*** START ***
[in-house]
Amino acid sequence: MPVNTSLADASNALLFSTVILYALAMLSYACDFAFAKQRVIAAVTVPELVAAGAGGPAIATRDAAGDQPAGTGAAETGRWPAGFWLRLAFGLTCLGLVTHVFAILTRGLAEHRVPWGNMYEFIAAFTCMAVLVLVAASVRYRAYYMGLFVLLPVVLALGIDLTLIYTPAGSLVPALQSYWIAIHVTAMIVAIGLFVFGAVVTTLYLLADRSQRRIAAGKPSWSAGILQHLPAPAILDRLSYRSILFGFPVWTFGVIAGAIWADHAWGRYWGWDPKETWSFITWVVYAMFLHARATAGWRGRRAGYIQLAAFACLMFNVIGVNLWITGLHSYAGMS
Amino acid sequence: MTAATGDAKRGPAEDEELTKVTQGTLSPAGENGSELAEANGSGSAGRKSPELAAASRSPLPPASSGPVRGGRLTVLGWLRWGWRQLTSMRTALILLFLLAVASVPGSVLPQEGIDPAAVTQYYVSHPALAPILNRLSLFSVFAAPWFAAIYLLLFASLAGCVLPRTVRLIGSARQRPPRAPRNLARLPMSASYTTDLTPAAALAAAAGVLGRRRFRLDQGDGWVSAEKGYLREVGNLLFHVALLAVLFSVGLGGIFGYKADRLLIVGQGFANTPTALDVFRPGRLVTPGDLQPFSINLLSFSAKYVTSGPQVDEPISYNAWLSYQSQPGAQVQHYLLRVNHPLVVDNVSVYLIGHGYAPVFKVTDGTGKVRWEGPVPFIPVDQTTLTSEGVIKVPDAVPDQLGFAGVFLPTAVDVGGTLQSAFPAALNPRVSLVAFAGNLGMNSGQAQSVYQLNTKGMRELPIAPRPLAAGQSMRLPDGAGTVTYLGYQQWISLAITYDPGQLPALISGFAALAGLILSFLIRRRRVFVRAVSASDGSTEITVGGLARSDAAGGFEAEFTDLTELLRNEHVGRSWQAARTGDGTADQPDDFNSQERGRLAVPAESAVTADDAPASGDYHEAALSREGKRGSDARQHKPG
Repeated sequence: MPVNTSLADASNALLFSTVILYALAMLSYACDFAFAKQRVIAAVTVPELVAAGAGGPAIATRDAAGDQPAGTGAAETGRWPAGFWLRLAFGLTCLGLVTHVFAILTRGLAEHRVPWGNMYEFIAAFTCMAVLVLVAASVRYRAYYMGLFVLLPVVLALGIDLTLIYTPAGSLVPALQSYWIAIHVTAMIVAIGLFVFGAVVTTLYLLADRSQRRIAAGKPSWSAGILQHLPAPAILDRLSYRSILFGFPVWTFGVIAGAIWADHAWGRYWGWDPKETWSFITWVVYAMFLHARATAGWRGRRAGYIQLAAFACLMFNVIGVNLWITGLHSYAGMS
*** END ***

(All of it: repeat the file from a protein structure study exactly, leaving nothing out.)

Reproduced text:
[in-house]
Amino acid sequence: MPVNTSLADASNALLFSTVILYALAMLSYACDFAFAKQRVIAAVTVPELVAAGAGGPAIATRDAAGDQPAGTGAAETGRWPAGFWLRLAFGLTCLGLVTHVFAILTRGLAEHRVPWGNMYEFIAAFTCMAVLVLVAASVRYRAYYMGLFVLLPVVLALGIDLTLIYTPAGSLVPALQSYWIAIHVTAMIVAIGLFVFGAVVTTLYLLADRSQRRIAAGKPSWSAGILQHLPAPAILDRLSYRSILFGFPVWTFGVIAGAIWADHAWGRYWGWDPKETWSFITWVVYAMFLHARATAGWRGRRAGYIQLAAFACLMFNVIGVNLWITGLHSYAGMS
Amino acid sequence: MTAATGDAKRGPAEDEELTKVTQGTLSPAGENGSELAEANGSGSAGRKSPELAAASRSPLPPASSGPVRGGRLTVLGWLRWGWRQLTSMRTALILLFLLAVASVPGSVLPQEGIDPAAVTQYYVSHPALAPILNRLSLFSVFAAPWFAAIYLLLFASLAGCVLPRTVRLIGSARQRPPRAPRNLARLPMSASYTTDLTPAAALAAAAGVLGRRRFRLDQGDGWVSAEKGYLREVGNLLFHVALLAVLFSVGLGGIFGYKADRLLIVGQGFANTPTALDVFRPGRLVTPGDLQPFSINLLSFSAKYVTSGPQVDEPISYNAWLSYQSQPGAQVQHYLLRVNHPLVVDNVSVYLIGHGYAPVFKVTDGTGKVRWEGPVPFIPVDQTTLTSEGVIKVPDAVPDQLGFAGVFLPTAVDVGGTLQSAFPAALNPRVSLVAFAGNLGMNSGQAQSVYQLNTKGMRELPIAPRPLAAGQSMRLPDGAGTVTYLGYQQWISLAITYDPGQLPALISGFAALAGLILSFLIRRRRVFVRAVSASDGSTEITVGGLARSDAAGGFEAEFTDLTELLRNEHVGRSWQAARTGDGTADQPDDFNSQERGRLAVPAESAVTADDAPASGDYHEAALSREGKRGSDARQHKPG
Repeated sequence: MPVNTSLADASNALLFSTVILYALAMLSYACDFAFAKQRVIAAVTVPELVAAGAGGPAIATRDAAGDQPAGTGAAETGRWPAGFWLRLAFGLTCLGLVTHVFAILTRGLAEHRVPWGNMYEFIAAFTCMAVLVLVAASVRYRAYYMGLFVLLPVVLALGIDLTLIYTPAGSLVPALQSYWIAIHVTAMIVAIGLFVFGAVVTTLYLLADRSQRRIAAGKPSWSAGILQHLPAPAILDRLSYRSILFGFPVWTFGVIAGAIWADHAWGRYWGWDPKETWSFITWVVYAMFLHARATAGWRGRRAGYIQLAAFACLMFNVIGVNLWITGLHSYAGMS